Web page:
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6 Ways to Break Down the World of Abrasives

Posted by Kimball Midwest on September 14, 2017

Tags: Products, Safety, Abrasives

Jobs that require abrasives in your shop may seem overwhelming. There are so many abrasive products that you can choose from, and you don’t want to ruin the material you’re working on. So how do you know which abrasive to pick?
 
In simple terms, abrasives can be broken down into two categories. Coated abrasives (sandpaper, abrasive cloth rolls, and flap discs) and bonded abrasives (grinding wheels, cut-off wheels, and other solid abrasive products). Coated abrasives have a cloth or paper backing that has abrasive grain bonded onto its surface. Bonded abrasives contain abrasive grain held together in a matrix of binders with the grain dispersed throughout the material.

Application
87-7021_Bench_3.pngWhile there are many diverse applications for abrasives, the three most common application categories are divided up based on the type of the job you want to perform:
1. Cutting
2. Grinding
3. Finishing

Cutting 
Cutting abrasive products are used to remove material either by cutting through a thin cross section of the material, removing a limited amount of the base stock. Cutting wheels are thin and allow you to quickly cut through materials like steel, stainless steel, and other metals. The thinner the wheel, the faster the cut.

Grinding 
Grinding Wheels: A grinding wheel is a bonded abrasive meant for use on an angle grinder or bench grinder. There are heavy duty products that are capable of removing base stock quickly, but depending upon the abrasive grain, can also be used for finishing applications.

Griding Discs: These are a coated abrasive and run the range from larger resin fiber discs to small 1/2-turn on 1/2-turn off quick change discs. They are used in a wide range of applications such as grinding, finishing, and polishing. Their specific job depends on the grit size and abrasive grain.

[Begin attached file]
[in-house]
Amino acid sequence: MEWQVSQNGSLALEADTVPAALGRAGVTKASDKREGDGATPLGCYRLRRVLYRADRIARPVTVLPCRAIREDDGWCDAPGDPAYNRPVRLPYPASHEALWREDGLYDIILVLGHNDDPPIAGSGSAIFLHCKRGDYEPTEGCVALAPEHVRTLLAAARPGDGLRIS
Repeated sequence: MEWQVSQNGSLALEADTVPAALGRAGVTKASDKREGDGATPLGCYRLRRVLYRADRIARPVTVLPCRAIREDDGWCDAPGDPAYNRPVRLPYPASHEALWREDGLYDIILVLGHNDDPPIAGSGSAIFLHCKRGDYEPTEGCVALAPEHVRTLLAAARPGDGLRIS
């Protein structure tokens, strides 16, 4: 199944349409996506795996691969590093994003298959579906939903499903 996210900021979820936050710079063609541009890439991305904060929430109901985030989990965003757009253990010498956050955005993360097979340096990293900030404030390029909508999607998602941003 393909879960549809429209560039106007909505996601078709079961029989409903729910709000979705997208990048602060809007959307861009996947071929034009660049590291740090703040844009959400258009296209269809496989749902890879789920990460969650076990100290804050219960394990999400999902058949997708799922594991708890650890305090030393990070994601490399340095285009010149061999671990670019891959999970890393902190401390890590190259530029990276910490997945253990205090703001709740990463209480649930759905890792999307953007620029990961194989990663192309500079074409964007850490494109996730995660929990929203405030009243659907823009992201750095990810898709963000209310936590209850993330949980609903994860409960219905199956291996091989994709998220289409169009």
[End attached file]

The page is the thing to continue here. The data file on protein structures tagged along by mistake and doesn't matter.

Finishing87-346_+_87-3462_Bench_2.png
While finishing products are also abrasives, they have a different use than the first two categories. Finishing abrasives are for cleaning, polishing, and removing paints and coatings. Finishing abrasives include surface conditioning discs, surface preparation wheels, emery cloth, and a variety of fine grit products. They come in sheets, rolls, and discs.

Grit
The grit size defines how large the abrasive grains are. In general, the larger the abrasive grain, the more aggressive the abrasive action will be as the grain takes a larger bite out of the base stock.
 
Grain
Abrasives can alsop be separated by the type of grain used. Abrasive grain is what allows the disc or wheel to remove stock or provide the final finish. 

The three most common types of grains are:
4. Ceramic
5. Zirconia
6. Aluminum Oxide

Ceramic Grain
Ceramic grain is typically the most aggressive and provides the longest service life. In action, it is tough and less brittle than other abrasive grain. Ceramic requires more pressure to allow it to fracture to expose fresh, sharp edges for cutting, so it is used in the toughest applications. 

Zirconia Grain
Zirconia is a high performance grain that is also tough and durable but will fracture at a lower pressure than ceramic grain. It is ideal for heavy duty grinding and cutting, but also more general purpose applications. Depending upon the design and construction, abrasive products made with zirconia grain may not last as long or work as quickly as those made with ceramic grain.
 
Aluminum Oxide
Aluminum oxide is one of the original high performance grains and is often blended with ceramic and zirconia grain for a more economical product. Aluminum oxide is an excellent general purpose abrasive grain. While products made with aluminum oxide grain may not last as long as those made with ceramic or zirconia, they provide good service life combine with economy in use.

It should be noted that no matter the abrasive product and grain you are using, you must take precaution as abrasive wheels can be dangerous. If the disc or wheel cracks and you use it on your grinder, you run the risk of it flying apart. If you drop an abrasive wheel on the ground or notice a crack, throw it away and get a new one. Safety glasses and gloves should never be optional when using abrasives.

Abrasives are a vital part of your shop, so understanding what discs or wheels should be used for certain applications is important. While there is more to abrasives than application and the grain used, now you won’t be abrasive when it comes to using your abrasives.

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